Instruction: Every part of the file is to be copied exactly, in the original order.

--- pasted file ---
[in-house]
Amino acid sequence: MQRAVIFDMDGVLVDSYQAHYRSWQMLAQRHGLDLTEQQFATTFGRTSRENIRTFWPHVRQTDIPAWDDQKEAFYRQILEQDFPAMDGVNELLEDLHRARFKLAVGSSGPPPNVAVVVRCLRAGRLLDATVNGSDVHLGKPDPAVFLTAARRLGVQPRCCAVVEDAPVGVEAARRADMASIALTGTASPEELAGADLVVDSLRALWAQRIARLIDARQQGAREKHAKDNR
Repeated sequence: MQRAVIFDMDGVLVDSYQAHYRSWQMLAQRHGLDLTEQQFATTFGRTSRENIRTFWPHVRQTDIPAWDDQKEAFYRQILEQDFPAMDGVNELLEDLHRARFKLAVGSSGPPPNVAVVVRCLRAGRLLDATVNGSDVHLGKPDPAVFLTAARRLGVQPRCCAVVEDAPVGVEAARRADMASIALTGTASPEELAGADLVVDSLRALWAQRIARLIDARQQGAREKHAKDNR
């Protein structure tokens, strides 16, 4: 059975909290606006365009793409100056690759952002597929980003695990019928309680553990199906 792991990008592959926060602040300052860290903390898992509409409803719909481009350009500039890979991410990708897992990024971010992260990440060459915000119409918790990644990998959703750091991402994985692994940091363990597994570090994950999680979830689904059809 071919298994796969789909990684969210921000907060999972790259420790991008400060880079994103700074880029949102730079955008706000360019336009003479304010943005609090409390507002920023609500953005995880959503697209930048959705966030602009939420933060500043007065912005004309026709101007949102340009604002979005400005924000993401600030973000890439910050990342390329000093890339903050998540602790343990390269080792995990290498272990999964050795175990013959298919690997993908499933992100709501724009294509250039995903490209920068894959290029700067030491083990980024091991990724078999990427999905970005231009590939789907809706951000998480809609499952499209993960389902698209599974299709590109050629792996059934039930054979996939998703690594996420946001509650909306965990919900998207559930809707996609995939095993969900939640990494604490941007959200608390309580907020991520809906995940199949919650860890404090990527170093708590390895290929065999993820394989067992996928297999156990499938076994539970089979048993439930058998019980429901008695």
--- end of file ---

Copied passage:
[in-house]
Amino acid sequence: MQRAVIFDMDGVLVDSYQAHYRSWQMLAQRHGLDLTEQQFATTFGRTSRENIRTFWPHVRQTDIPAWDDQKEAFYRQILEQDFPAMDGVNELLEDLHRARFKLAVGSSGPPPNVAVVVRCLRAGRLLDATVNGSDVHLGKPDPAVFLTAARRLGVQPRCCAVVEDAPVGVEAARRADMASIALTGTASPEELAGADLVVDSLRALWAQRIARLIDARQQGAREKHAKDNR
Repeated sequence: MQRAVIFDMDGVLVDSYQAHYRSWQMLAQRHGLDLTEQQFATTFGRTSRENIRTFWPHVRQTDIPAWDDQKEAFYRQILEQDFPAMDGVNELLEDLHRARFKLAVGSSGPPPNVAVVVRCLRAGRLLDATVNGSDVHLGKPDPAVFLTAARRLGVQPRCCAVVEDAPVGVEAARRADMASIALTGTASPEELAGADLVVDSLRALWAQRIARLIDARQQGAREKHAKDNR
């Protein structure tokens, strides 16, 4: 059975909290606006365009793409100056690759952002597929980003695990019928309680553990199906 792991990008592959926060602040300052860290903390898992509409409803719909481009350009500039890979991410990708897992990024971010992260990440060459915000119409918790990644990998959703750091991402994985692994940091363990597994570090994950999680979830689904059809 071919298994796969789909990684969210921000907060999972790259420790991008400060880079994103700074880029949102730079955008706000360019336009003479304010943005609090409390507002920023609500953005995880959503697209930048959705966030602009939420933060500043007065912005004309026709101007949102340009604002979005400005924000993401600030973000890439910050990342390329000093890339903050998540602790343990390269080792995990290498272990999964050795175990013959298919690997993908499933992100709501724009294509250039995903490209920068894959290029700067030491083990980024091991990724078999990427999905970005231009590939789907809706951000998480809609499952499209993960389902698209599974299709590109050629792996059934039930054979996939998703690594996420946001509650909306965990919900998207559930809707996609995939095993969900939640990494604490941007959200608390309580907020991520809906995940199949919650860890404090990527170093708590390895290929065999993820394989067992996928297999156990499938076994539970089979048993439930058998019980429901008695």